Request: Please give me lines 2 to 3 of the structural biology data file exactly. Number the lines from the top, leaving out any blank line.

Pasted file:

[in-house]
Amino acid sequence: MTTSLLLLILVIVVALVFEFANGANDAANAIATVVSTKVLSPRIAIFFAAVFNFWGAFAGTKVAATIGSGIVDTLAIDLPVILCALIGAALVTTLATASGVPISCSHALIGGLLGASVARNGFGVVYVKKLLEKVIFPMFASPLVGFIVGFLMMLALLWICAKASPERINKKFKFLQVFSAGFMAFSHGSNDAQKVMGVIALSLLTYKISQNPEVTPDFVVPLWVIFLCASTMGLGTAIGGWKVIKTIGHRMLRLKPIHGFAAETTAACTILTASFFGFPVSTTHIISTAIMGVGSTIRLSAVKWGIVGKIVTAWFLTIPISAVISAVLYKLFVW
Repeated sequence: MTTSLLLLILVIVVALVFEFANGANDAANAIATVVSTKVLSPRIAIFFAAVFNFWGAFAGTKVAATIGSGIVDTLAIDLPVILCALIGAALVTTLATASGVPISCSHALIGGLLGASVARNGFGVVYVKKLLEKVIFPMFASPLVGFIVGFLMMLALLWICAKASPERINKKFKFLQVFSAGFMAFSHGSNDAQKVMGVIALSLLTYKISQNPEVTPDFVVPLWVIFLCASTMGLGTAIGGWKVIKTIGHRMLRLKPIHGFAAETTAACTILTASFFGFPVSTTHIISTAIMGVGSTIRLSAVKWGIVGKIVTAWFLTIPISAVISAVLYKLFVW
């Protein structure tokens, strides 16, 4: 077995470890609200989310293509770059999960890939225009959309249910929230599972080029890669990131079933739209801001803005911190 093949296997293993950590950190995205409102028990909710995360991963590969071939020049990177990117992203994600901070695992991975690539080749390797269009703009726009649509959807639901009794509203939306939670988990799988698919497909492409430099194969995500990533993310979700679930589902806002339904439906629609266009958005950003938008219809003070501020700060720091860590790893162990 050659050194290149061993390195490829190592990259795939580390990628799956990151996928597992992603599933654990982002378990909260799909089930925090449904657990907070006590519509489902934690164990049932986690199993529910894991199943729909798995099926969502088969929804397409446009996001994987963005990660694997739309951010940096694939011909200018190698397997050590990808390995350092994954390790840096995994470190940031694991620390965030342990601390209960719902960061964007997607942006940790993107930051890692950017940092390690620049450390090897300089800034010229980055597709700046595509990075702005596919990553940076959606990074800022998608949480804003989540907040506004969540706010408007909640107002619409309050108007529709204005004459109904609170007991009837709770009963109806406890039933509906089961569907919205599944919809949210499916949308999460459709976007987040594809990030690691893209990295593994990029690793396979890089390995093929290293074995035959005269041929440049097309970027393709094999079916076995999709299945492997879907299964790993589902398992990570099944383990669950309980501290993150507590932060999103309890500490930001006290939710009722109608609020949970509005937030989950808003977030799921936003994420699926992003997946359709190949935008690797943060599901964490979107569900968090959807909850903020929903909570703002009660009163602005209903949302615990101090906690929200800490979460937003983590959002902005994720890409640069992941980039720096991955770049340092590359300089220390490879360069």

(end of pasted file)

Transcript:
Amino acid sequence: MTTSLLLLILVIVVALVFEFANGANDAANAIATVVSTKVLSPRIAIFFAAVFNFWGAFAGTKVAATIGSGIVDTLAIDLPVILCALIGAALVTTLATASGVPISCSHALIGGLLGASVARNGFGVVYVKKLLEKVIFPMFASPLVGFIVGFLMMLALLWICAKASPERINKKFKFLQVFSAGFMAFSHGSNDAQKVMGVIALSLLTYKISQNPEVTPDFVVPLWVIFLCASTMGLGTAIGGWKVIKTIGHRMLRLKPIHGFAAETTAACTILTASFFGFPVSTTHIISTAIMGVGSTIRLSAVKWGIVGKIVTAWFLTIPISAVISAVLYKLFVW
Repeated sequence: MTTSLLLLILVIVVALVFEFANGANDAANAIATVVSTKVLSPRIAIFFAAVFNFWGAFAGTKVAATIGSGIVDTLAIDLPVILCALIGAALVTTLATASGVPISCSHALIGGLLGASVARNGFGVVYVKKLLEKVIFPMFASPLVGFIVGFLMMLALLWICAKASPERINKKFKFLQVFSAGFMAFSHGSNDAQKVMGVIALSLLTYKISQNPEVTPDFVVPLWVIFLCASTMGLGTAIGGWKVIKTIGHRMLRLKPIHGFAAETTAACTILTASFFGFPVSTTHIISTAIMGVGSTIRLSAVKWGIVGKIVTAWFLTIPISAVISAVLYKLFVW